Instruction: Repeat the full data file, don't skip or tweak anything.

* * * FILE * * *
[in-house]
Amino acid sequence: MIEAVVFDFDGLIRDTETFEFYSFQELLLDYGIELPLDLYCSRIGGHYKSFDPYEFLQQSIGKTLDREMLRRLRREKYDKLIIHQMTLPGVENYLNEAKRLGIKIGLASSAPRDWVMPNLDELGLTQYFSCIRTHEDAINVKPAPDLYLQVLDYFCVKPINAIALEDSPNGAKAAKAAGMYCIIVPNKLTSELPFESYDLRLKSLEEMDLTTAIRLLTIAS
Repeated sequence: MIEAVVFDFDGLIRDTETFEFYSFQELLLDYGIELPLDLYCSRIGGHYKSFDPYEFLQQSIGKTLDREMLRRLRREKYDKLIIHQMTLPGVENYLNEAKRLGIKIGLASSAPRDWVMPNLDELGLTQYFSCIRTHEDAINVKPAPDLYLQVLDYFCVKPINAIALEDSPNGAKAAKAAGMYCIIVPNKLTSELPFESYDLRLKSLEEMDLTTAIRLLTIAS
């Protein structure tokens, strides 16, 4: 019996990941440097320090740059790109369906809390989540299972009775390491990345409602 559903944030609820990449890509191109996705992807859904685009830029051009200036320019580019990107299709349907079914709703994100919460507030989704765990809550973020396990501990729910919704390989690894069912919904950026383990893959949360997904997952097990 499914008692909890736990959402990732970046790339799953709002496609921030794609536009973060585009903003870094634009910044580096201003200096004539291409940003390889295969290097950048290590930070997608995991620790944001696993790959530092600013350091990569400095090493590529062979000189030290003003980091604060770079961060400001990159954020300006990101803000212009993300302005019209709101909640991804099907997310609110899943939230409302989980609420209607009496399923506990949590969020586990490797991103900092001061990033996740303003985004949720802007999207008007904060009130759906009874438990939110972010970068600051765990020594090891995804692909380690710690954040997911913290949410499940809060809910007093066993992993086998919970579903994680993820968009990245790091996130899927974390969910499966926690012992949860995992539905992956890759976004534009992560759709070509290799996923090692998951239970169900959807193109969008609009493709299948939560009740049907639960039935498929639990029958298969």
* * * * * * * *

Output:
[in-house]
Amino acid sequence: MIEAVVFDFDGLIRDTETFEFYSFQELLLDYGIELPLDLYCSRIGGHYKSFDPYEFLQQSIGKTLDREMLRRLRREKYDKLIIHQMTLPGVENYLNEAKRLGIKIGLASSAPRDWVMPNLDELGLTQYFSCIRTHEDAINVKPAPDLYLQVLDYFCVKPINAIALEDSPNGAKAAKAAGMYCIIVPNKLTSELPFESYDLRLKSLEEMDLTTAIRLLTIAS
Repeated sequence: MIEAVVFDFDGLIRDTETFEFYSFQELLLDYGIELPLDLYCSRIGGHYKSFDPYEFLQQSIGKTLDREMLRRLRREKYDKLIIHQMTLPGVENYLNEAKRLGIKIGLASSAPRDWVMPNLDELGLTQYFSCIRTHEDAINVKPAPDLYLQVLDYFCVKPINAIALEDSPNGAKAAKAAGMYCIIVPNKLTSELPFESYDLRLKSLEEMDLTTAIRLLTIAS
């Protein structure tokens, strides 16, 4: 019996990941440097320090740059790109369906809390989540299972009775390491990345409602 559903944030609820990449890509191109996705992807859904685009830029051009200036320019580019990107299709349907079914709703994100919460507030989704765990809550973020396990501990729910919704390989690894069912919904950026383990893959949360997904997952097990 499914008692909890736990959402990732970046790339799953709002496609921030794609536009973060585009903003870094634009910044580096201003200096004539291409940003390889295969290097950048290590930070997608995991620790944001696993790959530092600013350091990569400095090493590529062979000189030290003003980091604060770079961060400001990159954020300006990101803000212009993300302005019209709101909640991804099907997310609110899943939230409302989980609420209607009496399923506990949590969020586990490797991103900092001061990033996740303003985004949720802007999207008007904060009130759906009874438990939110972010970068600051765990020594090891995804692909380690710690954040997911913290949410499940809060809910007093066993992993086998919970579903994680993820968009990245790091996130899927974390969910499966926690012992949860995992539905992956890759976004534009992560759709070509290799996923090692998951239970169900959807193109969008609009493709299948939560009740049907639960039935498929639990029958298969």